Most of the space debris will burn up on re-entry.
The Paris-based agency, which is managing the global campaign to follow the laboratory's fall, said on Saturday that the time and place of its re-entry continues to be a "highly variable" prediction affected by the changing solar activity, reports Efe news.
But experts say the likelihood you'll be hit by a piece of the 18,700-pound Tiangong-1 station is extremely remote - less than one in a trillion.
"It's normal for spacecraft to re-enter the atmosphere, yet Tiangong-1 received so much attention partly because some Western countries are trying to hype and sling mud at China's fast-growing aerospace industry", it said.
Estimates vary as to when and where the 34ft long space station, which weights almost 10 tons, will crash - but it is believed to smash back down to Earth very shortly.
The uncontrolled re-entry of the space lab has been a blot on China's space program, as it goes against worldwide best practice.
China had planned a controlled re-entry of Tiangong-1 into Earth's atmosphere. China's chief space laboratory designer, Zhu Zongpeng, has denied Tiangong was out of control, but hasn't provided specifics on what, if anything, China was doing to guide the craft's return to Earth. And the Chinese government informed about the defunct to the United Nations in May.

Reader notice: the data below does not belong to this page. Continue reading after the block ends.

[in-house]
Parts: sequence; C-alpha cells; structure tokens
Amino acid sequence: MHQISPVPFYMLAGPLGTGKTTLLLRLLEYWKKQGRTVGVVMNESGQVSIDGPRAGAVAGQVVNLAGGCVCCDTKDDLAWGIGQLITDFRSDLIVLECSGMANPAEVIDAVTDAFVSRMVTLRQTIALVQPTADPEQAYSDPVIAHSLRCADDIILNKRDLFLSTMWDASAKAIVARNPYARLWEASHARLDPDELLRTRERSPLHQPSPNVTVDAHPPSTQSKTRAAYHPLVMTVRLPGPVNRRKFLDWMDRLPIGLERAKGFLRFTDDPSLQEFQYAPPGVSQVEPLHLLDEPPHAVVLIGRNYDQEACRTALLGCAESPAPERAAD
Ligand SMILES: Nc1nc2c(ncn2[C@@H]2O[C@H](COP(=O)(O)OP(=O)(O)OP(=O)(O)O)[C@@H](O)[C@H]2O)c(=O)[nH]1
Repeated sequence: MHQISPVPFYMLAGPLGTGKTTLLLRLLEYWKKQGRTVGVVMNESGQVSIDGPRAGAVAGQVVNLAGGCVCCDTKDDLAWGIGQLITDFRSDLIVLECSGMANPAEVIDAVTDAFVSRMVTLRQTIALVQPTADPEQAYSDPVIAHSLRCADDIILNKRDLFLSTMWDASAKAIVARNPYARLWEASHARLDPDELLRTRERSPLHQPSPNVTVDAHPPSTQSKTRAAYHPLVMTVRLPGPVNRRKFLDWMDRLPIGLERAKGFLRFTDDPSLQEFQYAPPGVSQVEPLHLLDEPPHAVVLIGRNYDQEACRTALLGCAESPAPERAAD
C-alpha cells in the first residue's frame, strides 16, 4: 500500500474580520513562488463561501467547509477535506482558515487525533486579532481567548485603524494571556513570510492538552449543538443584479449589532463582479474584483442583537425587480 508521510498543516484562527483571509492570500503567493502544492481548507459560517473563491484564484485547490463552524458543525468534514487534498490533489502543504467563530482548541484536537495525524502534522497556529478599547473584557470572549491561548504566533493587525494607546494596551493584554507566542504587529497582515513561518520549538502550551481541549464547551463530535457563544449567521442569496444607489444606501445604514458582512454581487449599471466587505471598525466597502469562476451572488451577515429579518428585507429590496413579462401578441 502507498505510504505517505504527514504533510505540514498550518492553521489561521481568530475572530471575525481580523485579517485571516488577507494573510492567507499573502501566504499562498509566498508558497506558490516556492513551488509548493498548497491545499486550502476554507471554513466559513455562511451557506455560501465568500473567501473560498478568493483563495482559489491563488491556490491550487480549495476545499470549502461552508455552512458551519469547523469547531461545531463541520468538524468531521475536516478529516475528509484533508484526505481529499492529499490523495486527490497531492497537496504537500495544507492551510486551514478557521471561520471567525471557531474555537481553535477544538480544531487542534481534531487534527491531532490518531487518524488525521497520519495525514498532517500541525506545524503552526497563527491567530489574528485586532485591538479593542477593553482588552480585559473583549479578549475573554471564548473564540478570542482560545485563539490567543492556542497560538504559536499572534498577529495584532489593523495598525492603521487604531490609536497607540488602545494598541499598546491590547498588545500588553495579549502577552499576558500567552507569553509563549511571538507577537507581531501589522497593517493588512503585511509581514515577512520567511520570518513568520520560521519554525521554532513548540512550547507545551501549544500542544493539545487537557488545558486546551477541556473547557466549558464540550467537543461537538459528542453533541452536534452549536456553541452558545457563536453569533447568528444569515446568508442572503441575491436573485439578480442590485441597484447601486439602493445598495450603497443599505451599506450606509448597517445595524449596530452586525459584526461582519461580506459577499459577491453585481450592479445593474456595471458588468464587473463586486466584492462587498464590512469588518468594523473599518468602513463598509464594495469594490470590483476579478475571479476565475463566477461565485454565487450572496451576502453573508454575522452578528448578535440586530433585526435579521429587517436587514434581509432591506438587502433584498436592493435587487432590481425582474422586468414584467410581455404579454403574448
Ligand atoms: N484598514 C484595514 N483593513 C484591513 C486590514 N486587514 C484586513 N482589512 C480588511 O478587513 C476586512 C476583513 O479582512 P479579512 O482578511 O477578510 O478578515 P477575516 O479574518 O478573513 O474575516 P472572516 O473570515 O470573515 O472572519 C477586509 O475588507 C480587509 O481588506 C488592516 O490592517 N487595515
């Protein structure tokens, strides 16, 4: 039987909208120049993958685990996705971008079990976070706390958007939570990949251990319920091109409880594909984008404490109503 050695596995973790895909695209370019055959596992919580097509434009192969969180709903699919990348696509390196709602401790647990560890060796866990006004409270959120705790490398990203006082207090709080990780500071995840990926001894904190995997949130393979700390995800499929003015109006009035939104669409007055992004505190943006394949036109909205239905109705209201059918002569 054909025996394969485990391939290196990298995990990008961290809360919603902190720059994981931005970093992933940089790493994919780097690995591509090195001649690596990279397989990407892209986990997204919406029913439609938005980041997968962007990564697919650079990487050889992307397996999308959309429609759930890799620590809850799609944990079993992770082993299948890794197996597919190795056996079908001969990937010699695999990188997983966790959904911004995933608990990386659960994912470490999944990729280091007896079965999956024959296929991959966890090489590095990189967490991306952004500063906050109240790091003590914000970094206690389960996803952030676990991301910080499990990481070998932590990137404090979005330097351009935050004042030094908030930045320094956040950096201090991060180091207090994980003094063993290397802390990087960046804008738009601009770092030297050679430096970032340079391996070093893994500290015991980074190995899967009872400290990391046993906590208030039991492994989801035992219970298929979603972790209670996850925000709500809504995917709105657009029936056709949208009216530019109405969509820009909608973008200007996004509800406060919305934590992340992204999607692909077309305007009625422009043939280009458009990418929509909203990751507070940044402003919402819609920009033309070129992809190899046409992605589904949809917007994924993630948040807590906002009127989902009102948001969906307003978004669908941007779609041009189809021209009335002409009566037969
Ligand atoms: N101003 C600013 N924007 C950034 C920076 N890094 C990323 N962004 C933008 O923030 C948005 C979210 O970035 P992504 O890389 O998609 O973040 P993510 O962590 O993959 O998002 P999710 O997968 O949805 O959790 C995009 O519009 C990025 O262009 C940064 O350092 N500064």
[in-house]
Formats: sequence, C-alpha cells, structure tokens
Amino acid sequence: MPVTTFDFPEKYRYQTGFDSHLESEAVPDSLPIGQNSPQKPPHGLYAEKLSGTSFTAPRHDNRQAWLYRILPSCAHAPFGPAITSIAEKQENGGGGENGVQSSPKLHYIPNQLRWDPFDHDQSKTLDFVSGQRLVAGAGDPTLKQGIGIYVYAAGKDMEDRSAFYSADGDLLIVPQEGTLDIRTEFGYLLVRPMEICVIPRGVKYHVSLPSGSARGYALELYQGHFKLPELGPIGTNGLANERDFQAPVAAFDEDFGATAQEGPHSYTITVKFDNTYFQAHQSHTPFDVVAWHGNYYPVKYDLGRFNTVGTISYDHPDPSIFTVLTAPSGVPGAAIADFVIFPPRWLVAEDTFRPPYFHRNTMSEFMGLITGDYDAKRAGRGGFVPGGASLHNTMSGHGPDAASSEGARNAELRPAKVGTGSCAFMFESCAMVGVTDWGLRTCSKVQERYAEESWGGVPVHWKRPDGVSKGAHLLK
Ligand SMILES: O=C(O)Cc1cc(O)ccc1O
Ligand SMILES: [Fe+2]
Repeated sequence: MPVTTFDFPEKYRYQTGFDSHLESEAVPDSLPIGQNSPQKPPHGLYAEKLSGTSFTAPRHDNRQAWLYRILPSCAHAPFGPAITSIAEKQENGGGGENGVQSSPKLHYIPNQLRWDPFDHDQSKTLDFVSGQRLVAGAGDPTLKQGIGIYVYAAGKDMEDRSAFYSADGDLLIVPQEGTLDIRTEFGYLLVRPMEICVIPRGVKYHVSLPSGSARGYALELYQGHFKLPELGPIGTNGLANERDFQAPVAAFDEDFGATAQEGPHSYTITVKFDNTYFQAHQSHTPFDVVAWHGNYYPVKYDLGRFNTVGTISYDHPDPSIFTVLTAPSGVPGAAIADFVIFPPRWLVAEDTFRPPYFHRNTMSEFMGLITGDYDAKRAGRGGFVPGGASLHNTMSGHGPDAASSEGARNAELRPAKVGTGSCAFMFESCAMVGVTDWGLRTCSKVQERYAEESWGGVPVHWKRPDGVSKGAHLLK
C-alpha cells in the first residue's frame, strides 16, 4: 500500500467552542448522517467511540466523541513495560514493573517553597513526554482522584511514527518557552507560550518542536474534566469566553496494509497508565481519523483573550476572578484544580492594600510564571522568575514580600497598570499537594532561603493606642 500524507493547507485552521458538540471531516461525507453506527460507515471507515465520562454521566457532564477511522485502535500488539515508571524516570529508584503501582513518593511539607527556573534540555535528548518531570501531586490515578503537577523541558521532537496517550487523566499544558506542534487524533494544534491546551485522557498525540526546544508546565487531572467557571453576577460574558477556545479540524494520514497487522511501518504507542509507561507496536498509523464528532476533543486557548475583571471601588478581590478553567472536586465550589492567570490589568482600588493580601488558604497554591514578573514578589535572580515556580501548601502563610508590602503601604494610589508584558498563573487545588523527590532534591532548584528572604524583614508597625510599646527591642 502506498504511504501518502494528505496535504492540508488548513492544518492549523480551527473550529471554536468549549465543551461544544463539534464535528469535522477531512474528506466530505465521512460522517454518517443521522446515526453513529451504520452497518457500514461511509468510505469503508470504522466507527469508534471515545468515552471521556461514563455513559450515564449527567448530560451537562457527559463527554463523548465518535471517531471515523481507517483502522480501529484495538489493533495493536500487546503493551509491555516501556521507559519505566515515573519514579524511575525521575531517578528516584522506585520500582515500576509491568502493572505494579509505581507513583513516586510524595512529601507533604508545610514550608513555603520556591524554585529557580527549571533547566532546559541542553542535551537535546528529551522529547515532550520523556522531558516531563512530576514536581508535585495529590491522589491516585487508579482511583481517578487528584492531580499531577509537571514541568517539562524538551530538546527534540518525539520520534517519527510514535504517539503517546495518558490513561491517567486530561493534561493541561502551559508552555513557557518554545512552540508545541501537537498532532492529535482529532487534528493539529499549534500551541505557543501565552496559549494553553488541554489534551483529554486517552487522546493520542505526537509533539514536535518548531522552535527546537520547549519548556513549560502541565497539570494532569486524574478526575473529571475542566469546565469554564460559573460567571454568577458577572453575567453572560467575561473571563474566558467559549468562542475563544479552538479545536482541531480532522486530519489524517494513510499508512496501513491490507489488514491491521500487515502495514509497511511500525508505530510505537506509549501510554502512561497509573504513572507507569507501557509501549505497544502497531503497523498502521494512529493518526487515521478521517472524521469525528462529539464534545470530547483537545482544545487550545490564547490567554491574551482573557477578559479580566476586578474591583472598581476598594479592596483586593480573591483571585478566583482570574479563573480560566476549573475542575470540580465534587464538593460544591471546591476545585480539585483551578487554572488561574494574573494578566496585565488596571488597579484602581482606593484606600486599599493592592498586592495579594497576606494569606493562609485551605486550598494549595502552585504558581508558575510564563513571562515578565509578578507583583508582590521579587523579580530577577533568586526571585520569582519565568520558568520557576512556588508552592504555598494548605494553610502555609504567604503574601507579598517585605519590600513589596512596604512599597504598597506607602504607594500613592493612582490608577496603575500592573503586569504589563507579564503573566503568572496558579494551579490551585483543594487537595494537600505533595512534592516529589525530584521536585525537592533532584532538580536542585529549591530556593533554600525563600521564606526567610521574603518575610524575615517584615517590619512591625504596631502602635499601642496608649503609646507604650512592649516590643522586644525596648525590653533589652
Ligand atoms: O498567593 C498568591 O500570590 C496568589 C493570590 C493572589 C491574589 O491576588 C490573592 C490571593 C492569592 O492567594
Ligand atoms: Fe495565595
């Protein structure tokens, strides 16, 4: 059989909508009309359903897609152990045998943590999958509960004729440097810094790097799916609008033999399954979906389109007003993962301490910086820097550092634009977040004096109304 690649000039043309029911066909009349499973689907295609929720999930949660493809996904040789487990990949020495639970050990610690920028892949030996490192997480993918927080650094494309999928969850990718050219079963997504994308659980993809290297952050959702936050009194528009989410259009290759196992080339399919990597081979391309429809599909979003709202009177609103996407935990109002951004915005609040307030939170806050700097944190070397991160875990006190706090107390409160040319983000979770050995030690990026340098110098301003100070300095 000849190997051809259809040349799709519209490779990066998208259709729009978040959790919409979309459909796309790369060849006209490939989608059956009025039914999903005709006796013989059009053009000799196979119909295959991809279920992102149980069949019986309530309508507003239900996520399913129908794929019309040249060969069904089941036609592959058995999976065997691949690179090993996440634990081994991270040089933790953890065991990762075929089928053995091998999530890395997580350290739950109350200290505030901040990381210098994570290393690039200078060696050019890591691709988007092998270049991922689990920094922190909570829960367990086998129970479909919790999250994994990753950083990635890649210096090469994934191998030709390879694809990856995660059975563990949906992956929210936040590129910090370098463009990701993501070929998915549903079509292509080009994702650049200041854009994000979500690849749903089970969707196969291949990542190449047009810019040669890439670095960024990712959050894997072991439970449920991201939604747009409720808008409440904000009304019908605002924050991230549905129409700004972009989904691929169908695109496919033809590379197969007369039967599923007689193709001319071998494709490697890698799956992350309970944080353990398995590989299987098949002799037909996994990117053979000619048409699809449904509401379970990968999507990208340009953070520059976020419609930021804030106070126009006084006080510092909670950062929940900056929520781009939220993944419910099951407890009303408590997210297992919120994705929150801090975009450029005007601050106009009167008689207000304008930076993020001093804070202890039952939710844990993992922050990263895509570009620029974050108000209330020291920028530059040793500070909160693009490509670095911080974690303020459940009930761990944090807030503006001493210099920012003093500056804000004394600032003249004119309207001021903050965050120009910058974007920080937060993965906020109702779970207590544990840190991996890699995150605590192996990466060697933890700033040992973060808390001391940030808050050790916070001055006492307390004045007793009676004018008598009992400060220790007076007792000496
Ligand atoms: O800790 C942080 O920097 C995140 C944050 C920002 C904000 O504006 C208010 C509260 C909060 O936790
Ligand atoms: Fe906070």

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Divisional commissioner Sanjay Dubey, while confirming the deaths, said the exact reason for the collapse is not clear. A team of police and district officials were conducting rescue operation to find people trapped under the debris.
"In the history of spaceflight, no casualties due to falling space debris have ever been confirmed", the ESA said last month.
Most famously, America's 77-ton Skylab crashed through the atmosphere in 1979, spreading pieces of wreckage near the southwestern Australia city of Perth, which fined the USA $400 for littering.
There is "no need for people to worry", the China Manned Space Engineering Office said earlier on its WeChat social media account.
"It's that interaction with the outermost part of the atmosphere of the Earth that is going to trigger it to finally come down", said Perlman.
"It might be an orbit later, and then the whole window changes", Perlman said of the predictions available Friday afternoon.
Agencies around the world who have monitored an out-of-control Chinese space station's fall to Earth believe it has a higher chance of hitting parts of the US, Europe, Australia and New Zealand.